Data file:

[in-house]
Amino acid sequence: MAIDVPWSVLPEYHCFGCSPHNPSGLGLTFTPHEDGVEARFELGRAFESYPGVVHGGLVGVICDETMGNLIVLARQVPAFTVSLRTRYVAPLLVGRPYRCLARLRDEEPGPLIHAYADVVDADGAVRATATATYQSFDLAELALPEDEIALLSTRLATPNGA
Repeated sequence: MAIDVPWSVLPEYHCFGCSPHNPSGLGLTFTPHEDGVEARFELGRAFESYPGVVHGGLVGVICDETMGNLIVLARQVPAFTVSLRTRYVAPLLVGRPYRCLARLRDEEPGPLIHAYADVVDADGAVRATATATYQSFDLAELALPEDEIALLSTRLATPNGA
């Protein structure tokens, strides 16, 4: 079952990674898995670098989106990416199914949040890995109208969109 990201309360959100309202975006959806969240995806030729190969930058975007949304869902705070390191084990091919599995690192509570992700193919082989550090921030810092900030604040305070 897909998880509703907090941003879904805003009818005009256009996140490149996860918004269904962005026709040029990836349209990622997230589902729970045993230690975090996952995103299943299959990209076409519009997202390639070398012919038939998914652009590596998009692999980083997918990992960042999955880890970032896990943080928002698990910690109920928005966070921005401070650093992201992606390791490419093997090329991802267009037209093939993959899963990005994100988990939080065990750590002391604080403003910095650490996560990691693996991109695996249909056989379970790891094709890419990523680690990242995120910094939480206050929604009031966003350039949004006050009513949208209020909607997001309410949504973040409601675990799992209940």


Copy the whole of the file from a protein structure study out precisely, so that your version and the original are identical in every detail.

[in-house]
Amino acid sequence: MAIDVPWSVLPEYHCFGCSPHNPSGLGLTFTPHEDGVEARFELGRAFESYPGVVHGGLVGVICDETMGNLIVLARQVPAFTVSLRTRYVAPLLVGRPYRCLARLRDEEPGPLIHAYADVVDADGAVRATATATYQSFDLAELALPEDEIALLSTRLATPNGA
Repeated sequence: MAIDVPWSVLPEYHCFGCSPHNPSGLGLTFTPHEDGVEARFELGRAFESYPGVVHGGLVGVICDETMGNLIVLARQVPAFTVSLRTRYVAPLLVGRPYRCLARLRDEEPGPLIHAYADVVDADGAVRATATATYQSFDLAELALPEDEIALLSTRLATPNGA
């Protein structure tokens, strides 16, 4: 079952990674898995670098989106990416199914949040890995109208969109 990201309360959100309202975006959806969240995806030729190969930058975007949304869902705070390191084990091919599995690192509570992700193919082989550090921030810092900030604040305070 897909998880509703907090941003879904805003009818005009256009996140490149996860918004269904962005026709040029990836349209990622997230589902729970045993230690975090996952995103299943299959990209076409519009997202390639070398012919038939998914652009590596998009692999980083997918990992960042999955880890970032896990943080928002698990910690109920928005966070921005401070650093992201992606390791490419093997090329991802267009037209093939993959899963990005994100988990939080065990750590002391604080403003910095650490996560990691693996991109695996249909056989379970790891094709890419990523680690990242995120910094939480206050929604009031966003350039949004006050009513949208209020909607997001309410949504973040409601675990799992209940």